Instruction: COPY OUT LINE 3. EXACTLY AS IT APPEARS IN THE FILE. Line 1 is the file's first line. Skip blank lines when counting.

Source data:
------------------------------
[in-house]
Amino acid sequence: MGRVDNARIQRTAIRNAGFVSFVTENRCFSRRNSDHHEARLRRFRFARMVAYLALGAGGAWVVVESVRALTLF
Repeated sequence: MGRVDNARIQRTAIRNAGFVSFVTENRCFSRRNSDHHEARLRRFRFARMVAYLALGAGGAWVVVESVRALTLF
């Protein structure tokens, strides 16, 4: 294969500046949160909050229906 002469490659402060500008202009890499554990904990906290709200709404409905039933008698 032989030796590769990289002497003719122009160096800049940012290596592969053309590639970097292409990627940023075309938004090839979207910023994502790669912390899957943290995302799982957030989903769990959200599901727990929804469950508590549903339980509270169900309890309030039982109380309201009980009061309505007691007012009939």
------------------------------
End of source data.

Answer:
Repeated sequence: MGRVDNARIQRTAIRNAGFVSFVTENRCFSRRNSDHHEARLRRFRFARMVAYLALGAGGAWVVVESVRALTLF